Marriage was amended in America during the 1970s, and it has only become more adjustable over time. Same-sex “marriage” became legal in 2015, but it was during the 1970s that American states began passing laws that would allow for something called “no-fault divorce.” No-fault divorce is a phrase that refers to rejecting the lifelong covenant of marriage without cause. Essentially, two married individuals may decide to break their union for any reason or no particular reason at all. Not only was this a tragedy, it was also a serious redefinition of marriage. Mutual lifelong commitment is one necessary, essential, and fundamental aspect of marriage.

During the last few years Americans have been able to experience just how pliable the definition of marriage really is when it is cut away from its moorings. The word “marriage,” we are told, may now be defined so as to include relationships between two males or two females. It seems that the civil authorities in America might define “marriage” as a contractual relationship between two adults that may be created and dissolved at will, simply with the use of legal counsel. 

The question should be asked, however, “Does civil authority have the ability to define or redefine marriage?” Obviously, the answer to this question will depend heavily on the origins of marriage. Quite frankly, marriage was established as an institution far earlier than the American civil government and legal system. Even if one does not have a Christian worldview, the fact that the institution of marriage predates the America is beyond refutation. Therefore, it is plainly demonstrated that the American government is overreaching its own authority by attempting to redefine marriage.

Christians are not new arrivals to the worksite of defining terms appropriately. In fact, one might argue that Christianity itself rests upon understanding the proper definitions to terms like goodsinjustification, and faith. While Christians are certainly not capable of perfection in this mortal life, the Bible repeatedly commands Christians to live as humble usurpers of a seemingly pagan-dominated world (1 Peter 8:3-17; 2 Peter 3:11-13).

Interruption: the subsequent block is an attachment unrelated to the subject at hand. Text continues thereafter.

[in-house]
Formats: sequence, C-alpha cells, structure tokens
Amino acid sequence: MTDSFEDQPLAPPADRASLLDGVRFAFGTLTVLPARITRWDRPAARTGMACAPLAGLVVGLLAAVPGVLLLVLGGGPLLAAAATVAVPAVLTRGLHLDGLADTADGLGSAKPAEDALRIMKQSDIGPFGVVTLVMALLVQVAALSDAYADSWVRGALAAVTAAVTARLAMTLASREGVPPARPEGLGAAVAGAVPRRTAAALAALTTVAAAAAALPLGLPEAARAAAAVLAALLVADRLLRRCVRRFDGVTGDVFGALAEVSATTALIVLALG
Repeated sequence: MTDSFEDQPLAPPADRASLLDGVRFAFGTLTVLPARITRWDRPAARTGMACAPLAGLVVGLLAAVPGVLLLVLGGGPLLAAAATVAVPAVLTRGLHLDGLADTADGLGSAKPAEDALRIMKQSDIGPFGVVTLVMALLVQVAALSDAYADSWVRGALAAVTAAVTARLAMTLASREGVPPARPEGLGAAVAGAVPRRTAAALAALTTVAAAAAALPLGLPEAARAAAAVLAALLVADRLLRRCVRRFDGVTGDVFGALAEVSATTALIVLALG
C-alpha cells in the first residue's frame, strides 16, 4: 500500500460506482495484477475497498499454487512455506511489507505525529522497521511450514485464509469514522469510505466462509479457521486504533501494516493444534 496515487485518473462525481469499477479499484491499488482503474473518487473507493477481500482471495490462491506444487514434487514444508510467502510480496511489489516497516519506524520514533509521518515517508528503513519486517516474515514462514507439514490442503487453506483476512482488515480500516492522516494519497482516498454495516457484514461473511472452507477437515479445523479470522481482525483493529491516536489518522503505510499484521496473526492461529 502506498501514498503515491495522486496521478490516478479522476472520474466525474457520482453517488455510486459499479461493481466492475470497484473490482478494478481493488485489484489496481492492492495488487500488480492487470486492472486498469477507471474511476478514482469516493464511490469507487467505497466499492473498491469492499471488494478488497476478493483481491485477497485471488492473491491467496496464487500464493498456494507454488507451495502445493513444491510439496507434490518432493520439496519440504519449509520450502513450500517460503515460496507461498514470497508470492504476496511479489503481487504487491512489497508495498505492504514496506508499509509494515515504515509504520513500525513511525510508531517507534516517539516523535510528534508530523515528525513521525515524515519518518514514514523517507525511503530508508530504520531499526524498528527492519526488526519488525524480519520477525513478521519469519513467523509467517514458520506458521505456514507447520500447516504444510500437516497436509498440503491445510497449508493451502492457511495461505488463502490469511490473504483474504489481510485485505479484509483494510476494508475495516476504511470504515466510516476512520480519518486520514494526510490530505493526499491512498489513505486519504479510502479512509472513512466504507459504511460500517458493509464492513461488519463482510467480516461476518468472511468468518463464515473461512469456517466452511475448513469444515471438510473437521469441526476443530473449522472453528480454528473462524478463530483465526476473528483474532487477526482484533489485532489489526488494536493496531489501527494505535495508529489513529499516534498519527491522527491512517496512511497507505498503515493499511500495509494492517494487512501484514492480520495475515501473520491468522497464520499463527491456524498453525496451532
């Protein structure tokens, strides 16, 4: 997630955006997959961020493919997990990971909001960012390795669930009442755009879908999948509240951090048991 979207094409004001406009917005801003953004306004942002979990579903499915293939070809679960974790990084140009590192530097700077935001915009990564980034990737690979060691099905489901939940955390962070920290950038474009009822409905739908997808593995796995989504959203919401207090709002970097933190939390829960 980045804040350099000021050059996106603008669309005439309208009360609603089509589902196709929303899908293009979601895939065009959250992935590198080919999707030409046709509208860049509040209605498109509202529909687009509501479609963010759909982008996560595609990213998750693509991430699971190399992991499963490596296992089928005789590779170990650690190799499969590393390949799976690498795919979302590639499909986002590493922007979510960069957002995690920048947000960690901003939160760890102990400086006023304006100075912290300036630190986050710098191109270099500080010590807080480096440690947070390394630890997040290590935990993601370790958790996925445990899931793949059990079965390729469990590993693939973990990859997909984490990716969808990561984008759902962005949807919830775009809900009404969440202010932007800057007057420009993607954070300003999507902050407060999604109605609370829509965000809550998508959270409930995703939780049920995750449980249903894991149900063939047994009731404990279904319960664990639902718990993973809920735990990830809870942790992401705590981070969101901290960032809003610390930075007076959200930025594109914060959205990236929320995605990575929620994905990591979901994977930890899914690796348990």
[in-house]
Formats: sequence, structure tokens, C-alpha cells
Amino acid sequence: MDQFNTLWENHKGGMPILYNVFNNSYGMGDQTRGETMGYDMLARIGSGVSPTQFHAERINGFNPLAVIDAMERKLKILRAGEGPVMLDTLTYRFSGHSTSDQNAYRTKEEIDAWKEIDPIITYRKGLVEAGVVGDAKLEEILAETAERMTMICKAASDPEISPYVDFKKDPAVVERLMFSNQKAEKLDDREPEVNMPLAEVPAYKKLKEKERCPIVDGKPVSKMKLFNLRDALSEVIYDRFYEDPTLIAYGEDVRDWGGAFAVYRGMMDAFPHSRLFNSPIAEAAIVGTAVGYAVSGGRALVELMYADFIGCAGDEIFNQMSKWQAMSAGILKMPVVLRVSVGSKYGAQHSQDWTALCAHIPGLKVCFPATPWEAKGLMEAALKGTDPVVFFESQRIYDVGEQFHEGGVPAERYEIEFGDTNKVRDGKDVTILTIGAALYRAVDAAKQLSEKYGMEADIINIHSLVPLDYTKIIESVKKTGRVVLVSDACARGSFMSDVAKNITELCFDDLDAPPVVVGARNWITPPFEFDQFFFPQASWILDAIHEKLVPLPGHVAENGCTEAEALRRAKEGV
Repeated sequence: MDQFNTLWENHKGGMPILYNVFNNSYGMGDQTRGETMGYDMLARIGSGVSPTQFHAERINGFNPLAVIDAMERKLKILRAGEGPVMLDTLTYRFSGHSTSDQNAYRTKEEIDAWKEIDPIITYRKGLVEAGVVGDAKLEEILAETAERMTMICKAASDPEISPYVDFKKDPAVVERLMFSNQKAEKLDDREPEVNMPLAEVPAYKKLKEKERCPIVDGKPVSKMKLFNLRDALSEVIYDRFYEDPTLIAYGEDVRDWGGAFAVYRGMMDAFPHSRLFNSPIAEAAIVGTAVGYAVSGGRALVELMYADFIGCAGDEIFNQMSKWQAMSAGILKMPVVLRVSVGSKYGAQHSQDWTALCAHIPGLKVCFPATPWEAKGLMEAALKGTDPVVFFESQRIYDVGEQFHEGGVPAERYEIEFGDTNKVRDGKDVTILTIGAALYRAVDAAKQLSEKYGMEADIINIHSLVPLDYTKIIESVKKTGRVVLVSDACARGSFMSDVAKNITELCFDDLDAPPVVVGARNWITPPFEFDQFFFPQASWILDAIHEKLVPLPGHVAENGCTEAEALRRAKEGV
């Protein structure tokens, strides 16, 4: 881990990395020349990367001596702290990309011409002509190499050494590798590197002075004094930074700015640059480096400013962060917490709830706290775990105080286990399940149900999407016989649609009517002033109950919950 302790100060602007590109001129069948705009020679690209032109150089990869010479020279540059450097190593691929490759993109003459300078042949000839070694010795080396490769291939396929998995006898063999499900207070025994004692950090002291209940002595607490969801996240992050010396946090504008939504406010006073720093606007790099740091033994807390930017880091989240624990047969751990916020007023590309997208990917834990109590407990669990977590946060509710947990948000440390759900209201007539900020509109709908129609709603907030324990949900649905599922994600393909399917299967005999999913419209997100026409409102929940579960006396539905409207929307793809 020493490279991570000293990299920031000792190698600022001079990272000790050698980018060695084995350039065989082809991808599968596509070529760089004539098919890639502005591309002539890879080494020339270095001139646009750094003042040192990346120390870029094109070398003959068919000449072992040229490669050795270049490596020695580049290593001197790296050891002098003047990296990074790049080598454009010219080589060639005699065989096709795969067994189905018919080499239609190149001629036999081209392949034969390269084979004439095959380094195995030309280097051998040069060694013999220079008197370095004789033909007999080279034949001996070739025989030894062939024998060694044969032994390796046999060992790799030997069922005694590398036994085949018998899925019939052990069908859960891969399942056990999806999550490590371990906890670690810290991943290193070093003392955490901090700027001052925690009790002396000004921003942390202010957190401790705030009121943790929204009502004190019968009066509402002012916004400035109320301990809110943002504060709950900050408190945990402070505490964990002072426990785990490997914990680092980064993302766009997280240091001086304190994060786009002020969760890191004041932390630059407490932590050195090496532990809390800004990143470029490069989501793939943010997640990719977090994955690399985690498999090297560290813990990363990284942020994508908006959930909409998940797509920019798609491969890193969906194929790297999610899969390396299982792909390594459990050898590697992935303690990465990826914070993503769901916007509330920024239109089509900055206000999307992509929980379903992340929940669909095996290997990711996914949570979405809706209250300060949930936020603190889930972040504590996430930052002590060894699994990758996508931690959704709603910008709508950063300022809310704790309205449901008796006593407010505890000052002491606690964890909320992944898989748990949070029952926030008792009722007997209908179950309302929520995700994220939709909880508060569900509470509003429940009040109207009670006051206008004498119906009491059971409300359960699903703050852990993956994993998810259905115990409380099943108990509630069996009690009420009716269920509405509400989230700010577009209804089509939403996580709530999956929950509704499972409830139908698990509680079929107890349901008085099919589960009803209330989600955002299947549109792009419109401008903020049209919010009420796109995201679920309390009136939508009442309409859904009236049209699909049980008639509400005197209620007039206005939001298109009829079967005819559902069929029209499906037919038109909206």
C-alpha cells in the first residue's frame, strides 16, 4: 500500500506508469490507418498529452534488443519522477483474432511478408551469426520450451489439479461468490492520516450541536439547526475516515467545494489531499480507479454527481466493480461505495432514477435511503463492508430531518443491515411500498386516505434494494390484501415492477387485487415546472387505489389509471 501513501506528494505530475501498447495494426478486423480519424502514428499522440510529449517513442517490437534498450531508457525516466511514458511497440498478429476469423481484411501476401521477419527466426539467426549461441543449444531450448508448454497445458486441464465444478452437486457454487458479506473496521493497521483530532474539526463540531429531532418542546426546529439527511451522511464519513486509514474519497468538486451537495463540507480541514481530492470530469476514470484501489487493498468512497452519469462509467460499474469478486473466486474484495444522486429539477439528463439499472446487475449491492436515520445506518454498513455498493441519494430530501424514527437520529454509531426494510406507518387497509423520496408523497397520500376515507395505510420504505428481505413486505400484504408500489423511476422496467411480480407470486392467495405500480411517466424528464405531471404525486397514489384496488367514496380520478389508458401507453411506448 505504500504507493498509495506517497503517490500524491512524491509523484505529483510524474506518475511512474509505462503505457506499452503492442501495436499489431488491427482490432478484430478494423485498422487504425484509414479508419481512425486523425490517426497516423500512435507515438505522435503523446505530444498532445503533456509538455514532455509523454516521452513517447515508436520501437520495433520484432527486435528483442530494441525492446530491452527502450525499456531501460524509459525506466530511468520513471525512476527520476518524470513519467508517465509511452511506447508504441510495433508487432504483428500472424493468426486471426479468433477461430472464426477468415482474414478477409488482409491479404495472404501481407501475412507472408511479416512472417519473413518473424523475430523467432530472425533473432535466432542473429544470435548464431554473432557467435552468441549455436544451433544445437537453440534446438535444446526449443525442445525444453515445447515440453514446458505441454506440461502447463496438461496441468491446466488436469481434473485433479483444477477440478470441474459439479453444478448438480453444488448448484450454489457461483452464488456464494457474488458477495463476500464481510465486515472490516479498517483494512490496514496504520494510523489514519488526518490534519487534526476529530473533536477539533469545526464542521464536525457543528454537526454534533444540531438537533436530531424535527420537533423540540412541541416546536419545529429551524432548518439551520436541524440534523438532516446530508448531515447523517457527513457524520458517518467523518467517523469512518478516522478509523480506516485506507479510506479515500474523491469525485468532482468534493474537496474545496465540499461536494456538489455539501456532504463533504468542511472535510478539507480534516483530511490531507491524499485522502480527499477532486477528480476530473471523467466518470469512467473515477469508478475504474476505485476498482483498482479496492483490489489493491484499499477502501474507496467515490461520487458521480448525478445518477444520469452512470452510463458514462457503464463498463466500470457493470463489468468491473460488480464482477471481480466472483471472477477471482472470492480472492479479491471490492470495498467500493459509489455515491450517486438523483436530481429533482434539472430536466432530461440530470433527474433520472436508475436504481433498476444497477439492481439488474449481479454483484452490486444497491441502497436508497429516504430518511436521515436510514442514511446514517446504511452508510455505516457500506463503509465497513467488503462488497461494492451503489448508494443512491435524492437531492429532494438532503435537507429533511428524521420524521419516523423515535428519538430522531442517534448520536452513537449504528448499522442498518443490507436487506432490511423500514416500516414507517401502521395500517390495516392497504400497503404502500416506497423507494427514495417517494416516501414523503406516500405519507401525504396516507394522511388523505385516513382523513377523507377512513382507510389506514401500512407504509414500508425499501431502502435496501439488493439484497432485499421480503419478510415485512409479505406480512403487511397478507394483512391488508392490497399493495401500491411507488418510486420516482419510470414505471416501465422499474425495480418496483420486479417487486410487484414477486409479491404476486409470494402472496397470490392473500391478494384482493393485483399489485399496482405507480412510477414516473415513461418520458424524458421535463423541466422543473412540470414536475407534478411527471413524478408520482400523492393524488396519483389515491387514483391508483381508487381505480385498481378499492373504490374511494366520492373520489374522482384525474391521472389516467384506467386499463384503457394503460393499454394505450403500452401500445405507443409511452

The pagan world may call anything “marriage,” but it is the Christian’s obligation and privilege to live according to God’s definition rather than another.

“Let marriage be held in honor among all, and let the marriage bed be undefiled, for God will judge the sexually immoral and adulterous” (Heb 13:4).

Marriage: You Live What You Really Believe

While some Christians might be tempted to create a false divide between theology (perceived as sacred) and practice (perceived as secular or at least unrelated), that simply does not work. There is no such thing as a secular-sacred divide! Theology always affects practice. As a smart guy might say, “Orthodoxy produces orthopraxy,” which simply means that right belief will lead to right living. This is true of every area of life, and it is especially true in regards to marriage.

What a person really believes about marriage will always play out in their marital relationship. If a man really believes that he is only obligated to his wife as long as she stays in good physical shape, then he will eventually demonstrate this belief by leaving or looking elsewhere (adultery, pornography, etc.). If a woman really believes that she is only obligated to her husband as long as he provides an acceptable lifestyle, then she will eventually demonstrate this belief by looking elsewhere too. These are just two examples, but one could list many. The point is, what a person truly believes will affect how they live.

The Bible argues that marriage is instituted and regulated by God (Gen. 2:24; Matt. 19:3-12; 1 Cor. 7:1-16; Eph. 5:22-33). In fact, the Bible demands that all people everywhere honor God’s design and regulations for marriage (Heb. 13:4). This more than implies that Christians are not the only ones who are responsible before God to live according to a particular standard of belief about marriage. Furthermore, it is the Christian’s duty and privilege to live as an example of such right belief, no matter what is going on in the world around them. 

You live what you really believe, and the world around you is watching…

Keep your conduct among the [non-believers] honorable, so that when they speak against you as evildoers, they may see your good deeds and glorify God (1 Peter 2:12).